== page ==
Separation of splenic red and white pulp occurs before birth in a LTalphabeta-independent manner.

Department of Molecular Cell Biology and Immunology, VU University Medical Center, Amsterdam, The Netherlands.
Journal of Leukocyte Biology (Impact Factor: 4.57). 08/2008; 84(1):152-61. DOI: 10.1189/jlb.0907659
Source: PubMed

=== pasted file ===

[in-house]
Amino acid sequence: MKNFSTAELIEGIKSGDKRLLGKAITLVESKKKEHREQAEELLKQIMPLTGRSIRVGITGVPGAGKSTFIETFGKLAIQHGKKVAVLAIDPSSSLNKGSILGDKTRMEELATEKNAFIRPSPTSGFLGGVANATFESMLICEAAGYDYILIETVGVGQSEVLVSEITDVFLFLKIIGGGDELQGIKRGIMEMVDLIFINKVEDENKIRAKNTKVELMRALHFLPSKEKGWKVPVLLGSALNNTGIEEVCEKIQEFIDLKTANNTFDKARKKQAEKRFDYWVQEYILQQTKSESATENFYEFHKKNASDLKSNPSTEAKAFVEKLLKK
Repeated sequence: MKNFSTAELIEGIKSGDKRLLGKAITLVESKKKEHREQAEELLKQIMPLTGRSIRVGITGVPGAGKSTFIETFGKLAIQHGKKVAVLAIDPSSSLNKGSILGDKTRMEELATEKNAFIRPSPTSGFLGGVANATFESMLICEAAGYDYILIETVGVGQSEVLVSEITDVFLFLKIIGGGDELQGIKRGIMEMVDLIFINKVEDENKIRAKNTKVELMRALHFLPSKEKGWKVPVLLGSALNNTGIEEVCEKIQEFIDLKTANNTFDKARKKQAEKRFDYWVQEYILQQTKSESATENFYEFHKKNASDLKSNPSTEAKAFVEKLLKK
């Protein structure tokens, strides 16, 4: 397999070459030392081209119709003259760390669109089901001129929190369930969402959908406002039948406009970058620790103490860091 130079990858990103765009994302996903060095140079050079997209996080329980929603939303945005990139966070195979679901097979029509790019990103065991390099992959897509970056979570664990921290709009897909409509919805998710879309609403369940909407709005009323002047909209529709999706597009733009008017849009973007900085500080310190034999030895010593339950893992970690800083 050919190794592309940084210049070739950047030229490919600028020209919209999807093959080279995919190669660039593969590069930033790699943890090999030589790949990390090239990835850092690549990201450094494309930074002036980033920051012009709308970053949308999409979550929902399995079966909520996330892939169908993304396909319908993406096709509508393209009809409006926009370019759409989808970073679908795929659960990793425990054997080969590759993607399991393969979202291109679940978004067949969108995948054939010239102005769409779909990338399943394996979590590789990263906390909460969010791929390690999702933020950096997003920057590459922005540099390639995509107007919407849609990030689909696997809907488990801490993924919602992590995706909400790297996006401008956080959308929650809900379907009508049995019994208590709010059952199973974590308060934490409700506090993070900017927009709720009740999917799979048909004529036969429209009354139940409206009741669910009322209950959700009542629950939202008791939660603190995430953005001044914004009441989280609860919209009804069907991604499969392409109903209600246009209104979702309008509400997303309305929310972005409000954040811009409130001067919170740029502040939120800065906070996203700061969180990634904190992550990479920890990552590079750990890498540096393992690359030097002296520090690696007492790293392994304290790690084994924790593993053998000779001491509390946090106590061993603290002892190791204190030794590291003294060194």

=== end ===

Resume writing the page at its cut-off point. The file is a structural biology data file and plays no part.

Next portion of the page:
ABSTRACT For the formation of lymph nodes and Peyer's patches, lymphoid tissue inducer (LTi) cells are crucial in triggering stromal cells to recruit and retain hematopoietic cells. Although LTi cells have been observed in fetal spleen, not much is known about fetal spleen development and the role of LTi cells in this process. Here, we show that LTi cells collect in a periarteriolar manner in fetal spleen at the periphery of the white pulp anlagen. Expression of the homeostatic chemokines can be detected in stromal and endothelial cells, suggesting that LTi cells are attracted by these chemokines. As lymphotoxin (LT)alpha1beta2 can be detected on B cells but not LTi cells in neonatal spleen, starting at 4 days after birth, the earliest formation of the white pulp in fetal spleen occurs in a LTalpha1beta2-independent manner. The postnatal development of the splenic white pulp, involving the influx of T cells, depends on LTalpha1beta2 expressed by B cells.

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